In DepthData Protection

Researchers sound alarm on European data law

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Science  22 Nov 2019:
Vol. 366, Issue 6468, pp. 936
DOI: 10.1126/science.366.6468.936

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Summary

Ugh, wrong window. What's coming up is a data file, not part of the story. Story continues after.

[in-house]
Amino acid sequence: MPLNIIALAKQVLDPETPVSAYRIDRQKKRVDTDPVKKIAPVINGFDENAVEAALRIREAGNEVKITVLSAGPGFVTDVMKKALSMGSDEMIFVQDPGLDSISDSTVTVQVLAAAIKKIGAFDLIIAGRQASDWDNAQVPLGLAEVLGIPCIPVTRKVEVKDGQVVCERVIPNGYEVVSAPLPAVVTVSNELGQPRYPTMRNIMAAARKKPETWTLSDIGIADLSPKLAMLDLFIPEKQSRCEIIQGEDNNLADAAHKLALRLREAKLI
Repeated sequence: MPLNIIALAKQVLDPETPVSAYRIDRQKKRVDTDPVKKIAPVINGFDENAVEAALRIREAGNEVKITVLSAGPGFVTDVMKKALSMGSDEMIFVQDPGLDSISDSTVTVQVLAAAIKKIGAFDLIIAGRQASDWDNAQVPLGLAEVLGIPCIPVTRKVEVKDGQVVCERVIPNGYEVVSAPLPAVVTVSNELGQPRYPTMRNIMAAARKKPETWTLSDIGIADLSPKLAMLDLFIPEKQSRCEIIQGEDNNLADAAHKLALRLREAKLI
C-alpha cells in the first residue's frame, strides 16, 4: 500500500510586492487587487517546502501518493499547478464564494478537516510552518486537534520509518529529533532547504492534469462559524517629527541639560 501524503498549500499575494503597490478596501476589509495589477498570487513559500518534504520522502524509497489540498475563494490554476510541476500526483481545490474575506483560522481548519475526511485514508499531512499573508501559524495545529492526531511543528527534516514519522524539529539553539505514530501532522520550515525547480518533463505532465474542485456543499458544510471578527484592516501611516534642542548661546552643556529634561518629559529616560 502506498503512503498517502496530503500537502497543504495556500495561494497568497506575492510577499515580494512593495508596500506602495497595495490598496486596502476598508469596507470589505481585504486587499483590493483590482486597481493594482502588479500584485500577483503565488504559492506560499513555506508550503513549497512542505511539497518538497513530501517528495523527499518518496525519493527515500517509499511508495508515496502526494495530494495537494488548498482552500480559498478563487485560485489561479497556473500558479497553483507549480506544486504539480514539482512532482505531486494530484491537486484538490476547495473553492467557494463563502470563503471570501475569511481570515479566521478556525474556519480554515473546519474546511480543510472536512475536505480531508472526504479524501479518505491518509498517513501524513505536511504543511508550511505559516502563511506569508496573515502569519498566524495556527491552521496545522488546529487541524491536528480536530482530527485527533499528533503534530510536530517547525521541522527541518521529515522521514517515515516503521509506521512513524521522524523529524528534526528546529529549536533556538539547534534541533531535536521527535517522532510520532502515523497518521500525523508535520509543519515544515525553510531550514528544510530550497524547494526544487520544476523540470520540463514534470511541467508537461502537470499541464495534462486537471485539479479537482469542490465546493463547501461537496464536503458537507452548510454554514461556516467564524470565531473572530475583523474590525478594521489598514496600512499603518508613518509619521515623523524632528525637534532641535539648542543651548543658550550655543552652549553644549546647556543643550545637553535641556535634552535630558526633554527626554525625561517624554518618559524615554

Many people associate the European privacy law known as the General Data Protection Regulation (GDPR) with website pop-ups that demand your consent to store browsing behavior as cookies. An annoyance, perhaps, but hardly more than an inconvenience. For some researchers, however, GDPR has turned out to be a serious impediment. For example, progress on a Finnish-U.S. diabetes study "slowed to a crawl" after data flows on the project were stopped because of GDPR, says Francis Collins, director of the U.S. National Institutes of Health (NIH). This week in Brussels, representatives from NIH, academia, industry, patient advocacy groups, the European Commission, and data protection authorities met to share their GDPR frustrations. They hope to highlight the obstacles it creates for some international collaborations and explore possible responses.

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